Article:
Let me say right from the start that I have not read the book Olive Kitteridge by Elizabeth Strout. If you’re looking for a legitimate review of this book, there are a number of them out there. Here’s a blogger review from someone who loved the book — it’s by Booking Mama, Julie P. (click on the word “review”). And this one, by Emily January Peterson, was interesting on the nay side (click on “one”).
As I said, I didn’t read the book. Yesterday, however, my mother picked up a copy of the book. I couldn’t type fast enough to get everything she said about it. Her general tone was negative. And, to be honest, I’m not sure she read the book either. She flipped through and commented. Here’s what she had to say,
All the stories are coming to me. When they do something wrong it comes back immediately to me. And I don’t want that. I’m never for something like that.
Here’s one called “Criminal”. I don’t like that.
Here’s one called “Tulips”. That’s not my story either.
It just says, “A raccoon had made his way inside…” and then it goes on and on and I’m not going to read the whole thing. It makes me annoyed when mothers tell other people what to do. I don’t like it.
“Ship in a Bottle” Yes, I’ve had one of those. People send them to me and I play with them.
“Security” What do you know about that? I don’t know who’s telling them that they can have security. We have all sorts of stories that come out from books that I don’t like because they’re not telling the truth. If they know what they’re talking about they’ll tell you the truth.
Okay. We’re up to another page. It says, “Criminal” Do you want them to hear about criminals? That’s not at all what I wanted to hear. A story about criminals.
It’s one thing if they tell you how to do these things to make a nice whatever. But they won’t tell you. She is not going to play the game. They keep changing how they do these things and I don’t like it.
My mother was in such a negative mood yesterday and the voices in her head seemed to be talking louder and louder. I found myself wondering if someone has ever studied the similarities between a schizophrenic brain and an Alzheimer’s brain.
I searched it, and actually found an interesting, albeit brief, discussion of that very thing on a brainmeta.com forum.
An even more interesting site was one that compared Autism, Alzheimer’s and Schizophrenia called autismhelpforyou.com. This was filled with fascinating information for a former psychology student to read, especially when they give a critical lesson in history about the naming of diseases.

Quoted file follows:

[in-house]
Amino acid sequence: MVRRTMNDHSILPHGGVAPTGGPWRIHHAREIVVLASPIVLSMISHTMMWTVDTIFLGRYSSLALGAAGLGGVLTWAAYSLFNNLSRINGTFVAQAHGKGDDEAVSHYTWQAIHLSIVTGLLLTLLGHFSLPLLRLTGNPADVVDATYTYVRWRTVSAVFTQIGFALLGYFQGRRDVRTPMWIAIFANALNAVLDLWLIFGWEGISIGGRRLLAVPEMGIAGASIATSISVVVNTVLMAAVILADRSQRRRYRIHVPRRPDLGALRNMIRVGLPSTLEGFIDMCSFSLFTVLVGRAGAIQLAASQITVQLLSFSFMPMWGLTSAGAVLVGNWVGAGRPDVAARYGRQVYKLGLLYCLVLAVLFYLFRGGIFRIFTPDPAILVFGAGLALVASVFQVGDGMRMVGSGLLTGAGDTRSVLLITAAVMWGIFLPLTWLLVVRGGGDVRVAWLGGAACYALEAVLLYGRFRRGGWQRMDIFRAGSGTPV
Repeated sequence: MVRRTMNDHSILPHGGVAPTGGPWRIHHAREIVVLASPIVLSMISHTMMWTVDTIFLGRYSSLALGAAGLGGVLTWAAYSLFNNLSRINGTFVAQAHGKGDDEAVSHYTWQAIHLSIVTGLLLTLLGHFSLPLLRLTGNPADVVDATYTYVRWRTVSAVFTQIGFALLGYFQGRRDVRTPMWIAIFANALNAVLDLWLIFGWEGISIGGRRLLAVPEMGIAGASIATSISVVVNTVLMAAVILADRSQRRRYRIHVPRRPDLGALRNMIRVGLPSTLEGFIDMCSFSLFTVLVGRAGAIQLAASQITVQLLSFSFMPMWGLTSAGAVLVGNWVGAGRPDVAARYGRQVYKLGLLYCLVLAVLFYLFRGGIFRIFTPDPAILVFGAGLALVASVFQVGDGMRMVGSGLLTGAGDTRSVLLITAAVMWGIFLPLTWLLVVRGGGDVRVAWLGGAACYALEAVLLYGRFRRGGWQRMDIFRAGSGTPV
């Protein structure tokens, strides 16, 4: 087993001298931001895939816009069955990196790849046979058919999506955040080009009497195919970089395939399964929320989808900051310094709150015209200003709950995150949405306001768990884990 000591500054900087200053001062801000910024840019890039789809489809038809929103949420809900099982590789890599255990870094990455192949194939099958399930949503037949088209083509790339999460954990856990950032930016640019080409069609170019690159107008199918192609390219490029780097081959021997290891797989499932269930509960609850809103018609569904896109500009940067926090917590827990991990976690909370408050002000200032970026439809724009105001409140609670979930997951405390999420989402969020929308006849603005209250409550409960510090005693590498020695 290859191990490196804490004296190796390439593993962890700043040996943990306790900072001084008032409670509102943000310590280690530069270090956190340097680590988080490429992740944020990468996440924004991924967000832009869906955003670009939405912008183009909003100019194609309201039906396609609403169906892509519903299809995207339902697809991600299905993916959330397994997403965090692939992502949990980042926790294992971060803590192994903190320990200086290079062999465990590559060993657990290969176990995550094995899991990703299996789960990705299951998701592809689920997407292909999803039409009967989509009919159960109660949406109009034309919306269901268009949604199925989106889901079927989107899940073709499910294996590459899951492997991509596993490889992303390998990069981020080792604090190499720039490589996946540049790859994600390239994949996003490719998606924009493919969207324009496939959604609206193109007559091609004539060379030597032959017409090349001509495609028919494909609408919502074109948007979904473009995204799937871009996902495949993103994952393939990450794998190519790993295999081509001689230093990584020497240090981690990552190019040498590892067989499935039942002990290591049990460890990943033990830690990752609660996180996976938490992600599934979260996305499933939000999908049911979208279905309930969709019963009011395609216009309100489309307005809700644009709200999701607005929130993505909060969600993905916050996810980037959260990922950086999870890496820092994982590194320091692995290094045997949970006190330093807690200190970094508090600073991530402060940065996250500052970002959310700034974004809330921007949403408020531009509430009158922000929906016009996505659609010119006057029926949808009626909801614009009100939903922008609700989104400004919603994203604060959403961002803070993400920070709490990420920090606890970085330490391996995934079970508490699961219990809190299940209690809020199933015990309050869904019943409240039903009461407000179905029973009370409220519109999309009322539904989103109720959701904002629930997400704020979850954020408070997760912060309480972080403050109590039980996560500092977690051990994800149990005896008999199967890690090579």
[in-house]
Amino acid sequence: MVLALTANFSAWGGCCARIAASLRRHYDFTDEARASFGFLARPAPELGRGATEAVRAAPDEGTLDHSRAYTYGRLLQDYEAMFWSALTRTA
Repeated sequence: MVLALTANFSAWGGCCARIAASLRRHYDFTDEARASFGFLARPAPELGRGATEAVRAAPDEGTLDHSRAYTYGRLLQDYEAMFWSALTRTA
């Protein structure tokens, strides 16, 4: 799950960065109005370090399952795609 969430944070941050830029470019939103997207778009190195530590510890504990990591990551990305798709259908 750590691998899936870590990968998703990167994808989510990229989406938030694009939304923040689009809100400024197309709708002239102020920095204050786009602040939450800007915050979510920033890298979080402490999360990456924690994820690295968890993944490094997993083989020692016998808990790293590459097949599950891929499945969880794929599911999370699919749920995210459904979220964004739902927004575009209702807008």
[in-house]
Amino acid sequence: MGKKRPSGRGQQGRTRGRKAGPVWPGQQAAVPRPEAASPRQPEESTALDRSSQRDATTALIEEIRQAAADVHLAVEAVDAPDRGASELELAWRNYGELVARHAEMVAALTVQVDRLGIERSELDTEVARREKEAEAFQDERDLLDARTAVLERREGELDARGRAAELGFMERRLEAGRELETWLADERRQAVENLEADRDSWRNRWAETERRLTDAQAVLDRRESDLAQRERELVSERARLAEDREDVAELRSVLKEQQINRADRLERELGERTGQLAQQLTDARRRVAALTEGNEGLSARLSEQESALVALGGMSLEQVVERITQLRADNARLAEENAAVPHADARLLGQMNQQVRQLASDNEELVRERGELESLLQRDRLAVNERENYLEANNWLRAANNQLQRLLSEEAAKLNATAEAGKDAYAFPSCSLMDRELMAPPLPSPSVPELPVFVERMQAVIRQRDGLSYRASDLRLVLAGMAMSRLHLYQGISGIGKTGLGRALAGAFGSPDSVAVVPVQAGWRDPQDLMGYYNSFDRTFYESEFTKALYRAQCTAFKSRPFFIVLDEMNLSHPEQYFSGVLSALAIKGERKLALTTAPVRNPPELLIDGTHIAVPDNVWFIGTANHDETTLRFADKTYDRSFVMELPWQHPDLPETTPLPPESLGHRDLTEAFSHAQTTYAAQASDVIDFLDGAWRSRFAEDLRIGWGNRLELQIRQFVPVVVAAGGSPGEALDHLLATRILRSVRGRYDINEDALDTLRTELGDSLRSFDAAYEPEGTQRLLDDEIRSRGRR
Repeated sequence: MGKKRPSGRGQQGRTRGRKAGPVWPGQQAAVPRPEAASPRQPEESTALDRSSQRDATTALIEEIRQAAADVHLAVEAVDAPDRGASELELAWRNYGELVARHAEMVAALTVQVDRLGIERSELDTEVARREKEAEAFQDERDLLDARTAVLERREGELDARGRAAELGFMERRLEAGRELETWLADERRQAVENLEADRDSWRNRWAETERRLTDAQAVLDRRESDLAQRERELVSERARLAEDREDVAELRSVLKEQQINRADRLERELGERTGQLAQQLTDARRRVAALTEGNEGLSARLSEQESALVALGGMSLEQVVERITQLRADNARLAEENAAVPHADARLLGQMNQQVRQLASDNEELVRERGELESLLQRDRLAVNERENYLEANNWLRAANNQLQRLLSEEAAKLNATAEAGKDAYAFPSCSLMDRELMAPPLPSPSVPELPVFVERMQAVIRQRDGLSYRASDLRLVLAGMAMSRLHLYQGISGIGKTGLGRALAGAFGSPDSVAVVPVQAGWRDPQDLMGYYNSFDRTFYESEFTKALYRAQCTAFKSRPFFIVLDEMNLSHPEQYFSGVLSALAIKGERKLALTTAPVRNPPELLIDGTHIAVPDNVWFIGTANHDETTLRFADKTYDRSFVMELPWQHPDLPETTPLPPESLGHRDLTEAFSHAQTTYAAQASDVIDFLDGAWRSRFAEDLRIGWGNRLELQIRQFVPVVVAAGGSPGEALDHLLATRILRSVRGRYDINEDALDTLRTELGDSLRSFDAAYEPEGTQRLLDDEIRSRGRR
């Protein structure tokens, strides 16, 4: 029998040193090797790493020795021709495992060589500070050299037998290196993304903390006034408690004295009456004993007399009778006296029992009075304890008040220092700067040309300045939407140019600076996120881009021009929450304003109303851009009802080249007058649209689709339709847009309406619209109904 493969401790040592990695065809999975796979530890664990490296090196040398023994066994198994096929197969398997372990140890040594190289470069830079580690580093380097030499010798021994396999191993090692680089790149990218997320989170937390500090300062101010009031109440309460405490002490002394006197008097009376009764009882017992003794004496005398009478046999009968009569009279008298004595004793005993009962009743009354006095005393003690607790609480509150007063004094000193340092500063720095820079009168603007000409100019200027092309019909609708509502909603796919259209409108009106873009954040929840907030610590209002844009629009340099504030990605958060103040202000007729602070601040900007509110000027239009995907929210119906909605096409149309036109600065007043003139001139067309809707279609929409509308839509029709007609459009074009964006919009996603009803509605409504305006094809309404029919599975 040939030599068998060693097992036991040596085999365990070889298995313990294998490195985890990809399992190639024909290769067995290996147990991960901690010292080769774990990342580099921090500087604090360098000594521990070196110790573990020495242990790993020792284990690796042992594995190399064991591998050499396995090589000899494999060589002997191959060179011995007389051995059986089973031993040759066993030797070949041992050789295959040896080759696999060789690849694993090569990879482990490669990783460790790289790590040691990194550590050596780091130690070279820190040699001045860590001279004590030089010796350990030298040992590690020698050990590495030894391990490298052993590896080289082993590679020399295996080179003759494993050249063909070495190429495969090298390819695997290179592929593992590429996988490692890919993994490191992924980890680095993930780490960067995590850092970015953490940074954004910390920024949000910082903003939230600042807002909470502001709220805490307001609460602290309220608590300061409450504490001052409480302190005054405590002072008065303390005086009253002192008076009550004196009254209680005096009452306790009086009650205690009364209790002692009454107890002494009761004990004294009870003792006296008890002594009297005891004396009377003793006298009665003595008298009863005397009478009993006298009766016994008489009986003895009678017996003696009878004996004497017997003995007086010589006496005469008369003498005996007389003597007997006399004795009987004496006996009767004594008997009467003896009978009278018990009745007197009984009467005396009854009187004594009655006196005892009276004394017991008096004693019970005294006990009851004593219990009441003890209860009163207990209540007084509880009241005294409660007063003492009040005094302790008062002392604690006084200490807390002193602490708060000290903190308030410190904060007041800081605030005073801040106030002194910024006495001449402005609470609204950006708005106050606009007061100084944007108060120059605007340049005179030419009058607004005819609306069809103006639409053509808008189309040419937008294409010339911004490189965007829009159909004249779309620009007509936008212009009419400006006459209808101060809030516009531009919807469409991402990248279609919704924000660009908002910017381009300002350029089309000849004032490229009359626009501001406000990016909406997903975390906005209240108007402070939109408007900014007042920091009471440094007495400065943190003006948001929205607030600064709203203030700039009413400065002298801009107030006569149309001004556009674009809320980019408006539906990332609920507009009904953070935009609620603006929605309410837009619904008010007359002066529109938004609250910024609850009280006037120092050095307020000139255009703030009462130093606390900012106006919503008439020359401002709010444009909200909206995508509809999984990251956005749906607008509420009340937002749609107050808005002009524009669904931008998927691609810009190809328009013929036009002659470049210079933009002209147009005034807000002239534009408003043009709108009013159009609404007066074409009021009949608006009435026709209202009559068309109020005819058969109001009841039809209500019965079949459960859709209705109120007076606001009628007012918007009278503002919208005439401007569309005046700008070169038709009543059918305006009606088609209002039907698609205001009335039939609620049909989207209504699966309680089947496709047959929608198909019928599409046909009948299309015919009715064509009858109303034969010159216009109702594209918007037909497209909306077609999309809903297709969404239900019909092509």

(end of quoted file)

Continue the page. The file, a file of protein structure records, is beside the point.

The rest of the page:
I knew that schizophrenia literally means “split mind” which makes many people think it deals with multiple personality disorder, but a more accurate translation may be “fragmented mind” — a mind that can’t sort out what’s real and what isn’t. All the pieces don’t connect anymore. I think that pretty much describes Alzheimer’s.
She’s fragmented. There are parts of her that I still recognize as my mother. There are parts of her that still recognize me as her daughter. But everything is in little broken pieces.
We looked at a photo album yesterday. She couldn’t recognize her mother in one photo which showed her full face, but on the same page, she readily identified her mother in profile.
She knew a napkin ring engraved with her initials was hers — “EHP” — and she proudly showed it to me several times. But she couldn’t tell me what any of those initials stood for. She gave her evasive, coy answers when I asked her. I helped her through, telling her the “E” was for Elinor and what the “H” stood for. When I got to “P” I gave her an incorrect answer, which she knew was incorrect. She just couldn’t tell me the right word.
Fragmented. A fragmented mind.
The really interesting thing about Olive Kitteridge is that it doesn’t tell a story in the traditional sense. It’s a series of short stories that tell a whole story of the main character’s life. In essence, it’s a bunch of fragments. One reviewer said this about the book:
The copyright page for Olive Kitteridge shows that many of its chapters were published alone over more than a decade. This feeling of discontinuity–or rather, a forced continuity–is apparent throughout.
Hmmm…. a book with a feeling of discontinuity, that is almost a mosaic, pieces and fragments, put together to tell a story. I don’t think my mother could have chosen a better book for her Alzheimer’s book review.